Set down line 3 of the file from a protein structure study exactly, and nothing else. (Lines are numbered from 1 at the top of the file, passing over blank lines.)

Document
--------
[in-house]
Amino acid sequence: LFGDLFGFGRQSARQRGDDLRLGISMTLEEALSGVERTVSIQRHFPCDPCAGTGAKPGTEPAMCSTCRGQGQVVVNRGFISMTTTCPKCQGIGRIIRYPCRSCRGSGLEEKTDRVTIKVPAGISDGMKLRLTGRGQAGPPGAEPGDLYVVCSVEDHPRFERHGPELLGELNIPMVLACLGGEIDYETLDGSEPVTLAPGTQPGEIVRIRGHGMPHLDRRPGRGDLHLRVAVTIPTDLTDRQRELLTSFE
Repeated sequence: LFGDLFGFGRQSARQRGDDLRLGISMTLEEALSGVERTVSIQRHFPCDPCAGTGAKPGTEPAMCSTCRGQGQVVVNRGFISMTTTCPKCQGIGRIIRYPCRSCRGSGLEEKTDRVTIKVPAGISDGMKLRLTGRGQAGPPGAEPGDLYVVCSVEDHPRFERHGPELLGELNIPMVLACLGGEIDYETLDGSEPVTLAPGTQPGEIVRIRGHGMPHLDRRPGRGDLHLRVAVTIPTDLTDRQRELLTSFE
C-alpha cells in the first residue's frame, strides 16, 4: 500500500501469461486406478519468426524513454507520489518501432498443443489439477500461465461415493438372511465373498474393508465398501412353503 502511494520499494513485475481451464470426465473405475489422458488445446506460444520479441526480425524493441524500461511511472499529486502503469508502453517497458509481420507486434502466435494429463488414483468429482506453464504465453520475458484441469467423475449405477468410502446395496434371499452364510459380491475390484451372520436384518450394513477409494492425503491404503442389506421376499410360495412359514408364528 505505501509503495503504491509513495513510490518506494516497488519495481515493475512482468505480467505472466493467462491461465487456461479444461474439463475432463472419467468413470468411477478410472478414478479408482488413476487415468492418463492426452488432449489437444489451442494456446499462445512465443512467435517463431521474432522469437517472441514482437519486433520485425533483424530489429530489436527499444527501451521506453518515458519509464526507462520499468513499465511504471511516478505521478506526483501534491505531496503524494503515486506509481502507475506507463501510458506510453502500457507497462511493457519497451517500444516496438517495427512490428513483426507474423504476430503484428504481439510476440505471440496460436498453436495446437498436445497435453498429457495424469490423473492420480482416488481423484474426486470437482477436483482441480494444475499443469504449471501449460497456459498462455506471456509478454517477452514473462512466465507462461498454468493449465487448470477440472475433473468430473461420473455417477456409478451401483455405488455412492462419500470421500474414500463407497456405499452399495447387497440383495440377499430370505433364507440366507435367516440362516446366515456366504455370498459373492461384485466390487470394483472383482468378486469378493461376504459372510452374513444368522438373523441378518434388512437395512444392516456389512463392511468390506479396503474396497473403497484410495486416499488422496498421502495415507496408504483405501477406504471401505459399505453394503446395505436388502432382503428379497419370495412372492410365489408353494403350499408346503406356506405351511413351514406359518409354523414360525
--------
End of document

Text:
Repeated sequence: LFGDLFGFGRQSARQRGDDLRLGISMTLEEALSGVERTVSIQRHFPCDPCAGTGAKPGTEPAMCSTCRGQGQVVVNRGFISMTTTCPKCQGIGRIIRYPCRSCRGSGLEEKTDRVTIKVPAGISDGMKLRLTGRGQAGPPGAEPGDLYVVCSVEDHPRFERHGPELLGELNIPMVLACLGGEIDYETLDGSEPVTLAPGTQPGEIVRIRGHGMPHLDRRPGRGDLHLRVAVTIPTDLTDRQRELLTSFE